“AMC Village 7. A grand total of three people including myself in the room!”

    Well, he said the movie is not for those whole liked K3G. Guess he got his audience.


  9. Now, I wanna this damn movie.
    Am very, very intrigued after reading GFs’ views.


  10. Leaving in few minutes, ultra excited!


  11. Just came back and it pretty much rocked. Agree for the most part with GF.

    The voice over was irritating at first but got used to it.

    The adrenaline rush of the 2nd trailer at the end of the movie is palpable and am sure the 2nd one is going to be looked forward even more(esp Telugu and THE Tamil Version),Suriya looks Raw and menacing!

    The delightful surprise i got was around 30-35 people who came to see the movie(mostly college going types), highly interactive and responsive throughout esp during Sivaji moments.

    Nov 19th 2010, RC-2.

    Topic is over!


    • omg.. now i have to see this one.. when was last time doga ji recco a movie with such a comment.. 🙂 thnks doga i would definetly check it out


  12. I do think RGV could have been bit less explicit with the violence part but as GF said the film was always going to showcase violence in the extreme/raw form.

    The film certainly deserves to be seen at a theater. Notwithstanding few shortcomings, it is still better than most of RGV’s works of late. Forget about everything, Abhimanyu Singh’s cannibalistic act is worth a dekho.


  13. Good to know it’s not just me! This certainly seems to have gotten the best reception of RGV’s recent works…but the second part really needs to be brought into the discussion for a sense of completeness.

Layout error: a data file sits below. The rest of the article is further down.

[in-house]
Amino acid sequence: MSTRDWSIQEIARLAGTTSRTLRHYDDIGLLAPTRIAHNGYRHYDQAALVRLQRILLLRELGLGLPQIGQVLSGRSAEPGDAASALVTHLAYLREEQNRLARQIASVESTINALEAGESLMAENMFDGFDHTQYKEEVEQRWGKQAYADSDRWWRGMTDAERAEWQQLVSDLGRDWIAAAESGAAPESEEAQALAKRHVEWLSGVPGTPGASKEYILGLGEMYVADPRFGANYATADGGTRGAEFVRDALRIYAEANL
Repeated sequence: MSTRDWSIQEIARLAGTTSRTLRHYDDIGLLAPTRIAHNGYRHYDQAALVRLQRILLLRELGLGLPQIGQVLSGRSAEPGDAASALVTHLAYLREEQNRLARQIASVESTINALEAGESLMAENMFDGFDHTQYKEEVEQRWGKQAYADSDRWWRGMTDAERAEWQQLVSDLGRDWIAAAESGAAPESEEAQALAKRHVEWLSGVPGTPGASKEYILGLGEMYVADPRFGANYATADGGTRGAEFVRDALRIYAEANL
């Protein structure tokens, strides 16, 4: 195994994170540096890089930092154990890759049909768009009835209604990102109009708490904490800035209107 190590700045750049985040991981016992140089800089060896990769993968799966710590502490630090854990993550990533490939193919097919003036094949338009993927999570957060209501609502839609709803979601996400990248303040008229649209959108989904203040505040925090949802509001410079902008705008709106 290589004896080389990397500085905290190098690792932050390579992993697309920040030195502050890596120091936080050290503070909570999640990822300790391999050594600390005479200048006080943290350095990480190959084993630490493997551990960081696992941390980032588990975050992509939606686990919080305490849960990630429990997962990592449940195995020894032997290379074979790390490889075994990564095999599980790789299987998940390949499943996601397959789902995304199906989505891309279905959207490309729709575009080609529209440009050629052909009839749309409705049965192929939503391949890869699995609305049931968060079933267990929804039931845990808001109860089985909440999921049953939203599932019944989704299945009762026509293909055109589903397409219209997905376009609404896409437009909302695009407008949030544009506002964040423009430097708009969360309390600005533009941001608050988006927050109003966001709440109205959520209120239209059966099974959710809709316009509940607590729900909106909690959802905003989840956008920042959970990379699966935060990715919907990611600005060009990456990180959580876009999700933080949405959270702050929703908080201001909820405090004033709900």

14. There are plenty of performances here that truly make an impression (though I find Shatru seriously overrated). I especially loved Sushant Singh’s brief moment. It’s his monologue that kicks off the film from its prologue through the title sequence.


  15. Yes i definitely “felt” the opening sequence, heck there were few whistles when RC title came.


  16. >But it’s not just the violence. It’s also the misogyny.


    For me the art of film making is the most superior when things like violence and s*x are executed in such a way that you get the impact of it rather than being explicit and showing it as it is …….which for me is the easy way out.
    Does this have to do with *maleness* or some such thing?
    I say this because so often YRF and KJo are dismissed as…for aunties, fluff etc etc.

    It’s hard for me to believe people actually sitting and watching the details and innovative styles of how people are/can be killed, and I agree with abzee that;

    >he needs to be checked into an asylum without more ado!

    In fact I agree with all the POVs, and understand also his POV calling some films;

    >sappy romances and profligate wedding videos in the name of cinema

    I’m happy at least one man here has no taste for such things increasing my respect for him.

    >Well… porn in all forms is addictive!
    Apt comment (calling it a porn).


  17. It actually helped to google up on Paritala Ravi before watching this movie. Having read the real life incidents, I felt that RGV cudve spent some more time trying to flesh out the characters, so that the audiences cud connect more with the violence. Otherwise, the violence just comes off as mindless. If he had paid more attention to the true roots of this 3 decade feud, which are embedded in RayalSeema faction politics, it probably wouldve made the movie more palatable to the non-Andhra audiences. For the Andhra folks, there is already this heated war of words going on between Reddy and Kama factions over this. For them, it was the closest anyone couldve come to depicting the controversial life of Paritala Ravanna.


    • RGV knows well that RC should make money in Andhra and TN. Controversy of NTR character has helped to get good collections in Andhra.
      Otherwise, RGV lost the BO appeal to audience. I am not sure how Department fares.